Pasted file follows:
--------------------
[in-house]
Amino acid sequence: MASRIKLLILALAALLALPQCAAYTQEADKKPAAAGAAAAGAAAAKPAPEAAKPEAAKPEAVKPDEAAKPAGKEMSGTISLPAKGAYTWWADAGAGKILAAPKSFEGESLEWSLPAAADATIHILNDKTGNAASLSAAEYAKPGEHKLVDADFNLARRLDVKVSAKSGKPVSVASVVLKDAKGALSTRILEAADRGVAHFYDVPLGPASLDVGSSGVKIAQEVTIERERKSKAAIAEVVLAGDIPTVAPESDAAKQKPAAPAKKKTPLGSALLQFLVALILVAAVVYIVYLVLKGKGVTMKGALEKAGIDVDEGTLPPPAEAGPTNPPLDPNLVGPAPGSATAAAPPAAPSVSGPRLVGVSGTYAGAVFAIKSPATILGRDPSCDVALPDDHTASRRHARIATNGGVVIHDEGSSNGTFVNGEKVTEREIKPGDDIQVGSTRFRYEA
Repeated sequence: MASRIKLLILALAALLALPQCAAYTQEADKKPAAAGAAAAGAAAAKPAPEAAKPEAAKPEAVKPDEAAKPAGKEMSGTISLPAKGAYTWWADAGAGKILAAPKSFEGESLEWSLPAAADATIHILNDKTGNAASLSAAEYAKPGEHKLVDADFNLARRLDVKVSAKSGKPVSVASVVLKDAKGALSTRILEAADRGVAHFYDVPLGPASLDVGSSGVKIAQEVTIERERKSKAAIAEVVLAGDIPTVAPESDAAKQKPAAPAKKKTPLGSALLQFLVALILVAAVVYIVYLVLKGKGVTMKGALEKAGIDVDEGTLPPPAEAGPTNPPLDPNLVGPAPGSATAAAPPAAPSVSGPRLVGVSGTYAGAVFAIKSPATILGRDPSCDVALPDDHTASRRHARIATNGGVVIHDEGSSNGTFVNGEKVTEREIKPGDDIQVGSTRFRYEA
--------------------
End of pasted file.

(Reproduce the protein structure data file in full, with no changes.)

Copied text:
[in-house]
Amino acid sequence: MASRIKLLILALAALLALPQCAAYTQEADKKPAAAGAAAAGAAAAKPAPEAAKPEAAKPEAVKPDEAAKPAGKEMSGTISLPAKGAYTWWADAGAGKILAAPKSFEGESLEWSLPAAADATIHILNDKTGNAASLSAAEYAKPGEHKLVDADFNLARRLDVKVSAKSGKPVSVASVVLKDAKGALSTRILEAADRGVAHFYDVPLGPASLDVGSSGVKIAQEVTIERERKSKAAIAEVVLAGDIPTVAPESDAAKQKPAAPAKKKTPLGSALLQFLVALILVAAVVYIVYLVLKGKGVTMKGALEKAGIDVDEGTLPPPAEAGPTNPPLDPNLVGPAPGSATAAAPPAAPSVSGPRLVGVSGTYAGAVFAIKSPATILGRDPSCDVALPDDHTASRRHARIATNGGVVIHDEGSSNGTFVNGEKVTEREIKPGDDIQVGSTRFRYEA
Repeated sequence: MASRIKLLILALAALLALPQCAAYTQEADKKPAAAGAAAAGAAAAKPAPEAAKPEAAKPEAVKPDEAAKPAGKEMSGTISLPAKGAYTWWADAGAGKILAAPKSFEGESLEWSLPAAADATIHILNDKTGNAASLSAAEYAKPGEHKLVDADFNLARRLDVKVSAKSGKPVSVASVVLKDAKGALSTRILEAADRGVAHFYDVPLGPASLDVGSSGVKIAQEVTIERERKSKAAIAEVVLAGDIPTVAPESDAAKQKPAAPAKKKTPLGSALLQFLVALILVAAVVYIVYLVLKGKGVTMKGALEKAGIDVDEGTLPPPAEAGPTNPPLDPNLVGPAPGSATAAAPPAAPSVSGPRLVGVSGTYAGAVFAIKSPATILGRDPSCDVALPDDHTASRRHARIATNGGVVIHDEGSSNGTFVNGEKVTEREIKPGDDIQVGSTRFRYEA